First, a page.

When the Law of Possession is Violated

When the Law of Possession is Violated January 25, 2019

In the Gospels, when people indicated that they wanted a relationship with Jesus, he gave them a serious warning: “…any of you who does not give up everything he has cannot be my disciple” (Luke 14:33)

Jesus isn’t saying that we must get rid of everything before beginning a relationship with Him. What He’s saying is that we must submit everything we have to His authority, or we cannot truly follow Him.

If you refuse to submit something to him, you are implying that it is more important to you than Christ—whether you realize it or not.

Jesus won’t compete with our idols, and on a different level, neither can our marriage. When there is something we won’t share with our spouse, we are telling him or her that they are not as important to us as that thing. We are also implying that we don’t trust them enough to share it.

But according to the Law of Possession as stated in Genesis 2:24 (“they shall be one flesh”), God’s plan for marriage requires that everything be shared. Everything that used to fall under an individual’s control should be transferred inside the union. Otherwise, problems result.

One of the most flagrant violations of this law today is the frequent use of prenuptial agreements. This is a legal document signed before marriage to prohibit one spouse’s access to the other spouse’s wealth.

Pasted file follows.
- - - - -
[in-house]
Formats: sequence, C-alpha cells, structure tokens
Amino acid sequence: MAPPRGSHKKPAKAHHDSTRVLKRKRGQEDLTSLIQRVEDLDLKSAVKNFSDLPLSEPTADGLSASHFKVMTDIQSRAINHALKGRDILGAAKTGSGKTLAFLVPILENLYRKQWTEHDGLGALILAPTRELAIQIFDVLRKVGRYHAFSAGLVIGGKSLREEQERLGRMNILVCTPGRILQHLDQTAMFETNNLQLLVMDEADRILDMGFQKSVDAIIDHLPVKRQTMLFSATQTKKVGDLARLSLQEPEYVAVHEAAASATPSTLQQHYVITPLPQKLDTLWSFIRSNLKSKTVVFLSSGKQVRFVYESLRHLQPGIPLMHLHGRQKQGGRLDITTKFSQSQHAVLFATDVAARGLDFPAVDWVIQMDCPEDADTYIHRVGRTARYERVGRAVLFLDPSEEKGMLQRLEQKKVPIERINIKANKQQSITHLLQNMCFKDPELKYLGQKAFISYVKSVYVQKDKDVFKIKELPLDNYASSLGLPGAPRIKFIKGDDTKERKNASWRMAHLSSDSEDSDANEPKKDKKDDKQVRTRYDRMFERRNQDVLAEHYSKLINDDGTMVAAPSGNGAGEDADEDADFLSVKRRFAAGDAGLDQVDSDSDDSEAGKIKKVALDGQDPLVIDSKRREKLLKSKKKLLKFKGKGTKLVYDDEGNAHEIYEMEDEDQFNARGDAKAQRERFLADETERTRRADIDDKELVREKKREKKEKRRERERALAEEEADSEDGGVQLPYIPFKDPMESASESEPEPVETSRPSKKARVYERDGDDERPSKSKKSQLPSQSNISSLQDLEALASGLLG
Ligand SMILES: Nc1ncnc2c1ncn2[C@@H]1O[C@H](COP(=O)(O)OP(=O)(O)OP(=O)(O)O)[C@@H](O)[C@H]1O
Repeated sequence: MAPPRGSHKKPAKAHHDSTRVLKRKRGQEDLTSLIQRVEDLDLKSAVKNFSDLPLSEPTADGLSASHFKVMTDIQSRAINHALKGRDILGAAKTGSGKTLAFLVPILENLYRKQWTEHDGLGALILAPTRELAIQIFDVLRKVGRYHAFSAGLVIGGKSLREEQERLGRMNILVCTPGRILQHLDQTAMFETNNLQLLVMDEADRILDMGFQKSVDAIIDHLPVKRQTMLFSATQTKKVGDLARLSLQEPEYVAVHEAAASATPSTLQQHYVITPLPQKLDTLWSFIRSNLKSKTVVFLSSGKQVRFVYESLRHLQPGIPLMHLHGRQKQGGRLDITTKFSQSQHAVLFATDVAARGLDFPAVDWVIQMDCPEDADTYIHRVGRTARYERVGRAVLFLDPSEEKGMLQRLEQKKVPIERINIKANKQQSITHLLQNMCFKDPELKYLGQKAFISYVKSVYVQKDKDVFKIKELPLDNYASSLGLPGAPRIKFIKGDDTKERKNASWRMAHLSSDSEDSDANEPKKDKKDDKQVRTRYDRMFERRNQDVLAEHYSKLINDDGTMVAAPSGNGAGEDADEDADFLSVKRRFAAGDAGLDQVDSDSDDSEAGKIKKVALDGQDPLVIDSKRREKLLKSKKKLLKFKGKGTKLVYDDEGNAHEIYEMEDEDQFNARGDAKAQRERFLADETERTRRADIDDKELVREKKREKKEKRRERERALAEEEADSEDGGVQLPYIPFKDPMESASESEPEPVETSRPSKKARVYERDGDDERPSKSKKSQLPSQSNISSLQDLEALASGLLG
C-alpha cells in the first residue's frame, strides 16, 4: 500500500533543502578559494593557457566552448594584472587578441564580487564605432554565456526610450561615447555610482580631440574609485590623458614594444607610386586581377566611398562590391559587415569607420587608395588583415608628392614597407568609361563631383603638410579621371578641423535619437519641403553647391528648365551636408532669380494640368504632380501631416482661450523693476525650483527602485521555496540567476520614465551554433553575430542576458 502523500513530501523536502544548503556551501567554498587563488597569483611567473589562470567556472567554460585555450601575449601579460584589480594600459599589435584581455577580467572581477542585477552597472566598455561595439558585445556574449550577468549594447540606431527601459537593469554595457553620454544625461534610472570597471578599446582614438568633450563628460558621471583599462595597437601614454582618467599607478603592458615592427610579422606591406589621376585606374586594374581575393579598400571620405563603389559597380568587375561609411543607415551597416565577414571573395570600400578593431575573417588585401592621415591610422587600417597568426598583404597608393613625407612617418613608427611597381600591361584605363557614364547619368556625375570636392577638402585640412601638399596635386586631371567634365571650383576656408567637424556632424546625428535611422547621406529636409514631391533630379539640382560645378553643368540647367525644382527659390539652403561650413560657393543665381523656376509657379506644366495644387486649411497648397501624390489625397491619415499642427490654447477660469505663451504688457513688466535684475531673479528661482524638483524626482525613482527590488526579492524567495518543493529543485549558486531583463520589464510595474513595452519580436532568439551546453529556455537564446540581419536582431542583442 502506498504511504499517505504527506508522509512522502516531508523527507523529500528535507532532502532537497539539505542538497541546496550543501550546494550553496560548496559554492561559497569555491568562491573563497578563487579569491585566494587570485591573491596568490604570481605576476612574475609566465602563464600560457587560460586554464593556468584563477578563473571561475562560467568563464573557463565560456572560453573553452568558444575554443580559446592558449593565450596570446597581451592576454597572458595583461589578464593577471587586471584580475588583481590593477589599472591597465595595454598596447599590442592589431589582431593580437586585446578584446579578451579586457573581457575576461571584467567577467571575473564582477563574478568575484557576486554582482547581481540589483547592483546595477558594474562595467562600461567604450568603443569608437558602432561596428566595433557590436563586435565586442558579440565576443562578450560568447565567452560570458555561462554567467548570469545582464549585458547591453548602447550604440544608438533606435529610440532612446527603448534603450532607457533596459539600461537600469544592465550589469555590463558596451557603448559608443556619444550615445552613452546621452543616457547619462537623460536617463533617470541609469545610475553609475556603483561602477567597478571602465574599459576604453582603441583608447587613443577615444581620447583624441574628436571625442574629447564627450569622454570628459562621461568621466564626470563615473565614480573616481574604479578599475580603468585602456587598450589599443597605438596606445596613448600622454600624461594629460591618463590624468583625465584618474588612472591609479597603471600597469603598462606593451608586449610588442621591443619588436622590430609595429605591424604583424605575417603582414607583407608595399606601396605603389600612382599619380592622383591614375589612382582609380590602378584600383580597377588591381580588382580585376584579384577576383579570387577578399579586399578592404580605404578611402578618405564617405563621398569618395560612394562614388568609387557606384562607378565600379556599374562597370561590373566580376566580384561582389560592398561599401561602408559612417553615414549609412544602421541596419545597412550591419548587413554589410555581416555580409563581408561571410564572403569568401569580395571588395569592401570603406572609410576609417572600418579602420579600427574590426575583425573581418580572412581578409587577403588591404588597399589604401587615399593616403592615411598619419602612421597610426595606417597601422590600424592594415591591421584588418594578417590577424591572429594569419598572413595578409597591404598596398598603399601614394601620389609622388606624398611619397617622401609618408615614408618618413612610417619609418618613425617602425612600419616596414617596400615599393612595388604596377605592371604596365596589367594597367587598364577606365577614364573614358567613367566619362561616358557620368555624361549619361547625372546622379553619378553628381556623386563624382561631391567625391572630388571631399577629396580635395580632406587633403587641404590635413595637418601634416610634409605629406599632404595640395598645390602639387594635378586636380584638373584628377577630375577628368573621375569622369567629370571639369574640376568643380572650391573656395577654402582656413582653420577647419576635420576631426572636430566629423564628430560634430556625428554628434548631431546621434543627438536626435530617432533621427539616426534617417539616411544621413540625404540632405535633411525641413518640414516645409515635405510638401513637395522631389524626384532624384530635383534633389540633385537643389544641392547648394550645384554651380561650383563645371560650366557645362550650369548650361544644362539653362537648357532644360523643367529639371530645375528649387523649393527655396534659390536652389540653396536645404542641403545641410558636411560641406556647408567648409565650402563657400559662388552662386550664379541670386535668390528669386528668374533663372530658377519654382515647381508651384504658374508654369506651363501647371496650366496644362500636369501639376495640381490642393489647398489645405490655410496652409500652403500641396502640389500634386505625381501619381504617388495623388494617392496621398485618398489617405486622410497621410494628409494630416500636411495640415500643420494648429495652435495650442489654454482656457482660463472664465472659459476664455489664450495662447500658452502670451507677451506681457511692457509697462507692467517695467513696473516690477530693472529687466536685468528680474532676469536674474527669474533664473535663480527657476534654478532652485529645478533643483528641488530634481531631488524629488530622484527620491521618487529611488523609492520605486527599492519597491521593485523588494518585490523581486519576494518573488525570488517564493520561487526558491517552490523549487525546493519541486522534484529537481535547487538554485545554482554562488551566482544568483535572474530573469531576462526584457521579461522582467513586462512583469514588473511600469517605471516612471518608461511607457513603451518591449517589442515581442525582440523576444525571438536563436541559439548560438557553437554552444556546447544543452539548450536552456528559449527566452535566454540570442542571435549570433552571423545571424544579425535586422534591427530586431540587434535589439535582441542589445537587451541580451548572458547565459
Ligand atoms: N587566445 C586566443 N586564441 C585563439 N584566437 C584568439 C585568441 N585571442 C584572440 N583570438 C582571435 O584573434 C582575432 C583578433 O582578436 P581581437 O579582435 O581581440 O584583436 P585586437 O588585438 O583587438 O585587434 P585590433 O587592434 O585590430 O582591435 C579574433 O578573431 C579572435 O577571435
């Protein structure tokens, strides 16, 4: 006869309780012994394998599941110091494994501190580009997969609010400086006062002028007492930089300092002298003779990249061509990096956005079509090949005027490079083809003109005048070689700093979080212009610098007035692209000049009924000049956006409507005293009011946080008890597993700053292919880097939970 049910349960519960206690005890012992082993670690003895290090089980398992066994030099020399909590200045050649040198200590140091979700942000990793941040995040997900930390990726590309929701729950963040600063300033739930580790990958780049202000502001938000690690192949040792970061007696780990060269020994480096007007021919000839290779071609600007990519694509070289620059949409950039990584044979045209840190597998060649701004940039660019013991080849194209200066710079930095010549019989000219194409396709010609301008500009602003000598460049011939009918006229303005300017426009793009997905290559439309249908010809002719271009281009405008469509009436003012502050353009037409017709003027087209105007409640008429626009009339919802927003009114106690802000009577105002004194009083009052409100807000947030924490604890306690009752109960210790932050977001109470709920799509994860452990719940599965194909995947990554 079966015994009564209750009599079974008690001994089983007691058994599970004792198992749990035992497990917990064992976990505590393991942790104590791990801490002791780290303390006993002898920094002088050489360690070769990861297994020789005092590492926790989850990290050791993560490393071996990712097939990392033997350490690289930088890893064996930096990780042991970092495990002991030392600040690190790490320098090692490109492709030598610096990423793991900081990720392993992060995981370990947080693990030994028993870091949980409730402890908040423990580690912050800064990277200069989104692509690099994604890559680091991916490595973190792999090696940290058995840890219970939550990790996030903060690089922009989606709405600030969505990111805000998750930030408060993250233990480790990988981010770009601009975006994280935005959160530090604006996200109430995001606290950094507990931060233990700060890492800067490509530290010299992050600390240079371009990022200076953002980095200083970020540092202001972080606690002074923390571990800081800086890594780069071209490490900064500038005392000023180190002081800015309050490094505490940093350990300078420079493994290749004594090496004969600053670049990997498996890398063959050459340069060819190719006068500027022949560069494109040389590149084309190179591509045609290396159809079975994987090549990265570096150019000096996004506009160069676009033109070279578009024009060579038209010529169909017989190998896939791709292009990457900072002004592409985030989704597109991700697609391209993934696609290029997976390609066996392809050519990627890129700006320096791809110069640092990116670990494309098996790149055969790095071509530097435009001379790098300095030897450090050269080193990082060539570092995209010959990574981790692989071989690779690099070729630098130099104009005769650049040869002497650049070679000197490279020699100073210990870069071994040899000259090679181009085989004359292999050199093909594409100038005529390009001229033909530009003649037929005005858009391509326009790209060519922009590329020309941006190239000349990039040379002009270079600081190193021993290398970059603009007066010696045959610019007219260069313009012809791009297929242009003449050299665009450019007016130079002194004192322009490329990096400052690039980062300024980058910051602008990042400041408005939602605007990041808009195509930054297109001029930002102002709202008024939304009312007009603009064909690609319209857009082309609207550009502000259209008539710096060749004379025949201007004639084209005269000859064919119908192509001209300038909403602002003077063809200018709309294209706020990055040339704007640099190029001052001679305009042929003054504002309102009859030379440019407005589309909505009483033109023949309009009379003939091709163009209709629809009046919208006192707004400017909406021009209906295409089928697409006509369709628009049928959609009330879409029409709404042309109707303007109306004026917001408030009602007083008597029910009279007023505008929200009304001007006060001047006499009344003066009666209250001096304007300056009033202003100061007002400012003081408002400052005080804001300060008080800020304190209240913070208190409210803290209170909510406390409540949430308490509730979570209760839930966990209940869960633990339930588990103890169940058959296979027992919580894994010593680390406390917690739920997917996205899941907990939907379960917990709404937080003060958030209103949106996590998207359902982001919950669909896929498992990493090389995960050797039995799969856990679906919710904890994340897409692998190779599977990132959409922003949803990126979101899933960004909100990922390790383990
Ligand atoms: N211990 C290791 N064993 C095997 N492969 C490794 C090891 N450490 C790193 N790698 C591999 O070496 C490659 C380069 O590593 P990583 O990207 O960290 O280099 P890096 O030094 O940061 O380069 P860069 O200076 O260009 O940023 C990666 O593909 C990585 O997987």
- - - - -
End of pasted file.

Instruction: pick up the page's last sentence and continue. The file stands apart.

To put it bluntly, I think a “prenup” is a death certificate for a marriage. Why do I feel this way? Because it indicates, from the beginning, that the person initiating the agreement doesn’t trust his or her spouse enough to give up everything for the sake of the marriage—including personal wealth.

Can a marriage survive a prenuptial agreement? Possibly, because all things are possible with God. But it’s a devastating way to begin a relationship.

Another common violation of God’s plan is when one spouse won’t accept something the other person brings into the relationship—like family. Unless it is a sin or something illegal, you must accept ownership of everything in your spouse’s life, including your in-laws.

If you don’t, you are turning the Law of Possession into a kind of selective possession. Selective possession leads to hurt, mistrust, and a loss of intimacy.

Good, bad, or indifferent, both spouses must take responsibility for everything in the marriage, from parenting to finances, from sexuality to in-laws, from career goals and education to relationships.

It’s very simple. Unless you submit everything to God’s authority, you will struggle in your walk with Christ. In the same way, unless you submit everything to the mutual control of a healthy marriage, you will struggle in that relationship.

When you enter into marriage, you must submit all aspects of life, unconditionally, to your spouse. And you must accept, unconditionally, what your spouse brings into the marriage.

This is God’s plan for marriage, and unless the Law of Possession is followed, a husband and wife will never truly be “one flesh.”


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